2:32 pm | Tuesday, April 30th, 2013
WASHINGTON—Arnulfo Babiera applied for a US green card a decade ago, in the hopes of reuniting with his sister, a naturalized citizen. But at the current rate, his wait could extend until 2027.
Foreigners seeking to immigrate to the United States under a family reunification program may however see changes on the horizon, with a new reform seeking to resolve the four million cases in limbo, like that of Babiera.
“That is my dream, going to the United States of America — to earn more, to support my family here. My income would be greater than it is here,” Babiera told AFP by telephone from his home in Davao, in the southern Philippines.
Babiera, a 58-year-old employee of a recruitment agency, earned the right to come to the United States when his sister Elizabeth filed a green card application on his behalf in 2003.
But US law places a cap on the number of green cards each year granted to a specific country to seven percent of the total. There are so many requests from China, Mexico, India and the Philippines that the wait seems endless.
Applications are handled in the order in which they are received. For Filipino siblings of US citizens, immigration authorities are now processing applications filed in October 1989. Babiera could be waiting another 14 years.
For Mexican brothers and sisters, authorities are looking at cases dating back to 1996. For the unmarried children of US citizens, the backlog dates to April 2006, no matter what the nationality.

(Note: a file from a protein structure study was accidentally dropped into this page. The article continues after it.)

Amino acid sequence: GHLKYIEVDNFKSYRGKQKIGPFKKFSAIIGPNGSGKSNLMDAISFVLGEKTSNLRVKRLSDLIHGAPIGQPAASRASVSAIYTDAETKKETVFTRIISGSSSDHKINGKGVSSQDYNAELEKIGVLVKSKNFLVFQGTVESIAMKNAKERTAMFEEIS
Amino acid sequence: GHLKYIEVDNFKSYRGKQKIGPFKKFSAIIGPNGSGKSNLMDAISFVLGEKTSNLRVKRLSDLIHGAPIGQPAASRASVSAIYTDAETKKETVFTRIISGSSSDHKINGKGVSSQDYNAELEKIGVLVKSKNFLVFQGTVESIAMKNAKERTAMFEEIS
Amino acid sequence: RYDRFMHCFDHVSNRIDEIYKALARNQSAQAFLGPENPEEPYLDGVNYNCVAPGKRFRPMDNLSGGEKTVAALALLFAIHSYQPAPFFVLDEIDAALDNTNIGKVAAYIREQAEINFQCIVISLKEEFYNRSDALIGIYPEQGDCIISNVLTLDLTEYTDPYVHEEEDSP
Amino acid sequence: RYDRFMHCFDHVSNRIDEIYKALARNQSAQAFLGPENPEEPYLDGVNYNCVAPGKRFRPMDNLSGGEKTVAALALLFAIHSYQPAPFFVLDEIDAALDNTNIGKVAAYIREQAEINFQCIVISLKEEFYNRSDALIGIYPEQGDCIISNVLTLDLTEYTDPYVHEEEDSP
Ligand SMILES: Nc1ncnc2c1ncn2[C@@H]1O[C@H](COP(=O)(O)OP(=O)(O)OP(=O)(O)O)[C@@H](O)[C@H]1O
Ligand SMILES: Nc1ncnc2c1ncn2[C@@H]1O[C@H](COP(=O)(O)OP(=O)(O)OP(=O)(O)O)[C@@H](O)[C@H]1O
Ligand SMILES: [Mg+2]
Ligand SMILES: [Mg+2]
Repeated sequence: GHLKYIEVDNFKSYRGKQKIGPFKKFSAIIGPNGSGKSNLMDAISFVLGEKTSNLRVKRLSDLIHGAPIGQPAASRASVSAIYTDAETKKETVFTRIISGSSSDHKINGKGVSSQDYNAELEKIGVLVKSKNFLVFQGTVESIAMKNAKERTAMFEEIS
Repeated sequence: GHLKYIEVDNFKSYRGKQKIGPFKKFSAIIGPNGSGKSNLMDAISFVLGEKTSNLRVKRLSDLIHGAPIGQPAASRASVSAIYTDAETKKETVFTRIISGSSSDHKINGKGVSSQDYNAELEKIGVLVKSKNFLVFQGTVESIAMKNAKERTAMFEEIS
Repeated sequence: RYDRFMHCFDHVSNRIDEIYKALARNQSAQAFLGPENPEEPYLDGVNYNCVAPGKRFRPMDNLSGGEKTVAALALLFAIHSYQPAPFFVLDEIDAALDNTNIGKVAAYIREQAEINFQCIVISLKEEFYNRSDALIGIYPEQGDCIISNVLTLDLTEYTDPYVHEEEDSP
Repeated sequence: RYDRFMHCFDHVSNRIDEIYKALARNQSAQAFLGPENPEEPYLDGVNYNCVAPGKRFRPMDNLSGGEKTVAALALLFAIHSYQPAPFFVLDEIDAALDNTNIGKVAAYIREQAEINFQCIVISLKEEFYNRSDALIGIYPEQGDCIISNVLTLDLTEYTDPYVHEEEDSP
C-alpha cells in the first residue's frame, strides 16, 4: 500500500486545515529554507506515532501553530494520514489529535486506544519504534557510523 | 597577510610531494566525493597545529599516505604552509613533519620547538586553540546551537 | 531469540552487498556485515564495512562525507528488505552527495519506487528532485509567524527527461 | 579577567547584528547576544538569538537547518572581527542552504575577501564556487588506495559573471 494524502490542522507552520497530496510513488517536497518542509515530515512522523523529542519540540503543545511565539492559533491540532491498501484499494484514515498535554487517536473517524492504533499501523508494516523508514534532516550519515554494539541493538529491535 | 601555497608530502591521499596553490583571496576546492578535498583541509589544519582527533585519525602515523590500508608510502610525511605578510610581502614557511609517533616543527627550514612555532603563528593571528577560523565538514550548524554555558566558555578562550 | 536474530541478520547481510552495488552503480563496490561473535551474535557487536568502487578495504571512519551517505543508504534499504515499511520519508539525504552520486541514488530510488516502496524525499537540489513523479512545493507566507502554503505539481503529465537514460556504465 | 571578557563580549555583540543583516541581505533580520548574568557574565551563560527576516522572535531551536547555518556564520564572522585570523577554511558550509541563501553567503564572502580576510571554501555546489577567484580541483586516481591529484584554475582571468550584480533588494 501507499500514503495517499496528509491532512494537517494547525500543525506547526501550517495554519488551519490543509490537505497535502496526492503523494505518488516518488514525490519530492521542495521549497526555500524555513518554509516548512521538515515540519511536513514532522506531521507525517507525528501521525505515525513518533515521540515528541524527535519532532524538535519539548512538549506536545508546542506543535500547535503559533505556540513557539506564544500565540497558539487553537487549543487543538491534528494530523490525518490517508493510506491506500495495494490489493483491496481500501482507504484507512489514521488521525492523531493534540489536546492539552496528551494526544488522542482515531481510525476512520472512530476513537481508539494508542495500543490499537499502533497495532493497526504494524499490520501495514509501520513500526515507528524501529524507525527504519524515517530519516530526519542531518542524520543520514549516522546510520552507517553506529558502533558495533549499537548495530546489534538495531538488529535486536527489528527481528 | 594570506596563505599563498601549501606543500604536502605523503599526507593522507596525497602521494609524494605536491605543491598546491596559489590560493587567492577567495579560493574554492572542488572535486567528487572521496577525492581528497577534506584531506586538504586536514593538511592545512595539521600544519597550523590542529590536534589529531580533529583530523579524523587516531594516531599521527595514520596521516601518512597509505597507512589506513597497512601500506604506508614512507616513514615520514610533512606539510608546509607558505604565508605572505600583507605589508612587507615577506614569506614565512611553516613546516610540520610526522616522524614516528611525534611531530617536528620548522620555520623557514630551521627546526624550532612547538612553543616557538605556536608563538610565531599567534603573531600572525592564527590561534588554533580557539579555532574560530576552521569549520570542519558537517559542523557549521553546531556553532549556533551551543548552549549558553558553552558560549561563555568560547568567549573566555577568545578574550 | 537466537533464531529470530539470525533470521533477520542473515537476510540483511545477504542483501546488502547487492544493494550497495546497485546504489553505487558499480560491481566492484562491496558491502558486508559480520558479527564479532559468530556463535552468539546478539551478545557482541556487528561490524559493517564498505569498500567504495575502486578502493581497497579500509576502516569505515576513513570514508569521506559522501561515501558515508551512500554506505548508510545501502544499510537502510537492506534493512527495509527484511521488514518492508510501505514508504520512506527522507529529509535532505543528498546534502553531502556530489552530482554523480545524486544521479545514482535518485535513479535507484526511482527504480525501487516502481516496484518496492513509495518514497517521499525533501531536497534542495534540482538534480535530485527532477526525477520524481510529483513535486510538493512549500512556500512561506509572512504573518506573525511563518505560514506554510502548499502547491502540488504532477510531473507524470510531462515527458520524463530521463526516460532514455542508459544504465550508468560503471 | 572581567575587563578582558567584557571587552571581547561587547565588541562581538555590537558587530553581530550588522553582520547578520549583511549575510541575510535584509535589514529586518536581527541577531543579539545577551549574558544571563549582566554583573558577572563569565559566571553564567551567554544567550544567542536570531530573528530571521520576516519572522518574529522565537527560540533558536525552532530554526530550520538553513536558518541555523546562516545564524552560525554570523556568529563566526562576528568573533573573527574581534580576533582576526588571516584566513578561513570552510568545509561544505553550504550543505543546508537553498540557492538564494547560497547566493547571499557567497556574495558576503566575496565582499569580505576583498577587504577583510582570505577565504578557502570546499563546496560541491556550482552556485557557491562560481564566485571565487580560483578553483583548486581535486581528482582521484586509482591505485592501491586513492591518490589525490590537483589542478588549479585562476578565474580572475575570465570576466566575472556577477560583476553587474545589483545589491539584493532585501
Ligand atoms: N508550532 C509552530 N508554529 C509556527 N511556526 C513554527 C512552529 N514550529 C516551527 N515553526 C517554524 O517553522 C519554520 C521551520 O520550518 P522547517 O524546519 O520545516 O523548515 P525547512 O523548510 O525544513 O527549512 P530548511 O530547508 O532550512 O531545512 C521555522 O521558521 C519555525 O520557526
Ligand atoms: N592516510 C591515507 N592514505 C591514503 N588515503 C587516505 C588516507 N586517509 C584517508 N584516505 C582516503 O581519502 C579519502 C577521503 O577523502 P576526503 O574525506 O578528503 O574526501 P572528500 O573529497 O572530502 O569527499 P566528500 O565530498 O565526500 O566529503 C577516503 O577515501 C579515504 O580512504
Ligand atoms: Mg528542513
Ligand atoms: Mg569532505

“I’ll be retired before he comes here, I think!” said 56-year-old Elizabeth Babiera, a nurse who lives in the Washington suburbs.
“I have nobody here. I see the other families, they have all their brothers and sisters here, and I envy them.”
The Babiera family green card drama is the unfortunate consequence of a law that no longer corresponds to the reality of the flow of immigrants into the United States.
Madeleine Sumption, an expert at the Migration Policy Institute, notes that between 4.3 million and 4.7 million people have earned the right to live in the United States on a permanent basis, but have been unable to move here.
But a draft immigration reform bill unveiled earlier this month by a bipartisan group of US senators includes a clause that would speed up the processing of the family green card applications.
From late 2014, and by 2021, all pending green card petitions should be handled.
“The backlog is just not an efficient way to run an immigration system, and yet because the law has not changed for so long, it’s become the defining characteristic of how the policy functions here,” Sumption said.
For backers of immigration reform, it is inconceivable to even think about creating a path to citizenship for the 11 million undocumented migrants in the United States before dealing with those who followed rules and waited at home.
“They are at the back of the line. Everyone who applied before them legally goes first,” said Republican Senator Marco Rubio, a co-author of the bill.
Whenever his green card comes through, Babiera will be one of the last foreigners to get one via a brother or sister.
The reform proposal, which will be debated in Congress in the coming months, calls for the sibling green card clause to be abandoned. Only children and spouses of US citizens and permanent residents will qualify.
US lawmakers henceforth want to prioritize immigration on the basis of employment, and not family ties.
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